Over defendant's objection, the State introduced Exhibit No. 7, the report of Indiana State Police Technician Goetz on the type of blood found on State's Exhibit No. 5, the knife purportedly used by defendant in the attempted murder. Defendant contends *782 that the report was inadmissible hearsay because it was neither a public record covered under the provisions of Ind. Code Ann. § 34-1-17-7, nor a business record. Even if it was admissible under either of these exceptions, he contends, such exceptions should not be permitted in a criminal trial because they would deprive an accused of his Sixth Amendment right to confront witnesses against him. Defendant concedes that autopsy reports are public records within the meaning of the statute, Thompson v. State, (1979) Ind., 386 N.E.2d 682; Collins v. State, (1977) 267 Ind. 233, 369 N.E.2d 422; Starkey v. State, (1977) 266 Ind. 184, 361 N.E.2d 902, but distinguishes laboratory reports of the type at issue here from autopsy reports because the latter are required by statute, Ind. Code Ann. § 17-3-17-4 (Burns 1974) (repealed), while there is no equivalent requirement for the former. He also argues that the laboratory report was inadmissible because it was prepared in anticipation of litigation, citing Palmer v. Hoffman, (1943) 318 U.S. 109, 63 S. Ct. 477, 87 L. Ed. 645.

Concerning defendant's distinction between autopsy reports and the kind of laboratory report at issue here, we do not find the point persuasive. The public records exception to the hearsay rule permits records prepared by an official pursuant to statutory command or required by the nature of the office, to be admitted as evidence, if properly certified or authenticated. Ind. Code Ann. § 34-1-17-7 (Burns 1973); Coffey v. Wininger, (1973) 156 Ind. App. 233, 296 N.E.2d 154. Concerning defendant's reliance on Palmer v. Hoffman, supra, that case involved an accident report made by the engineer-employee of the defendant as trustee of a railroad company. The Supreme Court held that an accident report was not in the category of statements made in the ordinary course of business for the purpose of admissibility as an exception to the hearsay rule, because it did not share the essential trustworthiness of such records, and was calculated for use essentially in court, not in the business. The accident record was prepared by a party directly interested in the outcome of a civil trial. We cannot say that Indiana State Police Technician Goetz in typing blood had an interest in the outcome of a criminal trial. The Palmer Court, moreover, relied upon a federal statute creating a hearsay rule exception for private business records, while the report at issue was a public record governed by our own statute, supra.

Defendant further contends that even if the laboratory report does qualify as a public record or business record exception, such an exception should not be allowed in a criminal trial because it deprives an accused of his constitutional right to confront witnesses against him. We have held that the "right to the confrontation of witnesses does not require that no hearsay may be introduced at trial. Dutton v. Evans, (1970) 400 U.S. 74, 91 S. Ct. 210, 27 L. Ed. 2d 213." Collins v. State, (1977) 267 Ind. 233, 236, 369 N.E.2d 422, 423 (Coroner's report held properly admitted.).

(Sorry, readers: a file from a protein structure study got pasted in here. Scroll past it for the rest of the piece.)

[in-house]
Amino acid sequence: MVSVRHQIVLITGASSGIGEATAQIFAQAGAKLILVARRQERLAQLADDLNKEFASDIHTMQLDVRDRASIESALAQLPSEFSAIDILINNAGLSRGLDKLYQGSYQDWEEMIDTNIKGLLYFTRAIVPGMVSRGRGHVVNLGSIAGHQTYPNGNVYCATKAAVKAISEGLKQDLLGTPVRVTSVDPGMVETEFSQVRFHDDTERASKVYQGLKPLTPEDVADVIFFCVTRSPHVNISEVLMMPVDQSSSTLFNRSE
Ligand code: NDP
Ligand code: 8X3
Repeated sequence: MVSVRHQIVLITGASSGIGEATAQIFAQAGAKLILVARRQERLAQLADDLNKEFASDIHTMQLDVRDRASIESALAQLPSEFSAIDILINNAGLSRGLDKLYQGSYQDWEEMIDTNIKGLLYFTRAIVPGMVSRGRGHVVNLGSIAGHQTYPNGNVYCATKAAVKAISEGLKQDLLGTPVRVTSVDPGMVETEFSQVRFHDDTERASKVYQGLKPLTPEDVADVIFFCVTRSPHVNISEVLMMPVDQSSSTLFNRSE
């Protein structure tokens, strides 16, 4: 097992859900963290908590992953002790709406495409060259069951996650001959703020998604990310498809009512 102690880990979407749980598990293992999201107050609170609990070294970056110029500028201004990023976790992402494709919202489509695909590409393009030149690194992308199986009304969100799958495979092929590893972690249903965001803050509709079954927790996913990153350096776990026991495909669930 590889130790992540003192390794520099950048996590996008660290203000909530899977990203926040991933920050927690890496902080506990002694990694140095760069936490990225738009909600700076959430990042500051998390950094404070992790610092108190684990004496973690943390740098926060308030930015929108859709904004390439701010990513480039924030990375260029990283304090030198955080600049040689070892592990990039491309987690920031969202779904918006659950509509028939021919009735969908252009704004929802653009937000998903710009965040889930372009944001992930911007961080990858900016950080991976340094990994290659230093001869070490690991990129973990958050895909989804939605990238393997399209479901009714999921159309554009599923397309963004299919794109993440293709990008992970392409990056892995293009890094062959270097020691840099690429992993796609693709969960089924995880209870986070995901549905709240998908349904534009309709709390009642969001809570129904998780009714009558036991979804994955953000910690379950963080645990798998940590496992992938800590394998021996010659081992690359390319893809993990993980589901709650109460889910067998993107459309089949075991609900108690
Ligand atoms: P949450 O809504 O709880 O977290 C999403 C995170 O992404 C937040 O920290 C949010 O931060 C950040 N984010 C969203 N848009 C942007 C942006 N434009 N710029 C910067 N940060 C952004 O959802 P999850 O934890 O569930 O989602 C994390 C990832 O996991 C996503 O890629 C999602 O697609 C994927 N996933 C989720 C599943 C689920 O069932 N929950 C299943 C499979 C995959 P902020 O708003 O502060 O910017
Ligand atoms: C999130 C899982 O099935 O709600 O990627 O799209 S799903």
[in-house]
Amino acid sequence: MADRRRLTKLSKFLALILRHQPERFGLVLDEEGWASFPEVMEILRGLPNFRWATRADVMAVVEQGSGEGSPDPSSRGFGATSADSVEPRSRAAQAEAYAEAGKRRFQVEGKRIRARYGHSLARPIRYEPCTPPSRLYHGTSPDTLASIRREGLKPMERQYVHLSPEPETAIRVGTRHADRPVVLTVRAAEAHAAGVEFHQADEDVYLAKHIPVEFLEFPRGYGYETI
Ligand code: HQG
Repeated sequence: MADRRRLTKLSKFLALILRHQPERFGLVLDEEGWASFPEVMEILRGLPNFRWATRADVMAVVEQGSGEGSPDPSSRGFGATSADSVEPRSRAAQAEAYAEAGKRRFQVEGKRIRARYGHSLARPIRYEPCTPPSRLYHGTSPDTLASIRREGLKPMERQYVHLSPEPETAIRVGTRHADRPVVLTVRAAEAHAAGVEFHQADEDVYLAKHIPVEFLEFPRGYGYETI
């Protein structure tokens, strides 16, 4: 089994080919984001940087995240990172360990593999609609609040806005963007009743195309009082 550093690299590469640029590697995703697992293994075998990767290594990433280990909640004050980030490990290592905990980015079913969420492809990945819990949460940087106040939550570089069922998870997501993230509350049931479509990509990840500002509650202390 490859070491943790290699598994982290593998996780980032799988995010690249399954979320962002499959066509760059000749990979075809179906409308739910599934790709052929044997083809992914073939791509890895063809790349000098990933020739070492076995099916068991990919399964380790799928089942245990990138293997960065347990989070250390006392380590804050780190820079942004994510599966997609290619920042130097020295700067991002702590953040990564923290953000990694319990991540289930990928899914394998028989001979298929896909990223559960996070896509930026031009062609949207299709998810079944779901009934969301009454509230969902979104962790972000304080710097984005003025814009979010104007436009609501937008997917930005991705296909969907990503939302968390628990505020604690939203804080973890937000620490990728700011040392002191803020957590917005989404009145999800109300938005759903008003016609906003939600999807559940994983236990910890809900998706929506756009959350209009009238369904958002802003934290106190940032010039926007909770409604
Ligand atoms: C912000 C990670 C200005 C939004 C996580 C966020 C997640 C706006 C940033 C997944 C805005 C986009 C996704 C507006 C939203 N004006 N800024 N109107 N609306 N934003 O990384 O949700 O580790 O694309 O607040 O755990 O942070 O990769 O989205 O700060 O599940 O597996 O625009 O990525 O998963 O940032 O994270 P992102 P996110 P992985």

The defendant filed two motions to strike material included in the pre-sentence report. One motion was aimed at excluding a letter from Dr. Romain to the prosecuting attorney reporting on his conclusions following his interview with the defendant and the EEG. Dr. Romain's opinion was that the defendant did not suffer from a seizure disorder of a psychomotor or any other type. The other motion was aimed at excluding references to past dismissals of criminal charges against the defendant. Both motions were denied.

Defendant argues that Dr. Romain's letter was improperly considered because it was the fruit of evidence illegally obtained. Defendant also argues that Ind. Code Ann. § 35-50-1A-11 (Burns 1979), the statute providing for court-ordered physical and mental examinations in a designated facility as part of the pre-sentence investigation, mandates that such a pre-sentence examination be conducted without reference to previous evaluations or judgments such as Dr. Romain's.

*783 Finally, he argues that the inclusion of the letter violates the confidentiality requirement regarding pre-sentence reports provided in Ind. Code Ann. § 35-50-1A-14 (Burns 1979).

Defendant's motion to strike Dr. Romain's letter was premised only on the claim that it had been provided to the reception-diagnostic center without having been requested by the trial court. On appeal, however, he raises new claims not preserved, and therefore not available for review.

Regarding the motion to strike references to past dismissals of criminal charges, the issue has been resolved against defendant in Misenheimer v. State, (1978) 268 Ind. 274, 374 N.E.2d 523. Defendant relies on McNew v. State, (1979) Ind., 391 N.E.2d 607, in support of his claim, but that case held that a sentencing judge may not consider a previous acquittal as an aggravating circumstance, and is not apropos.

The conviction is affirmed.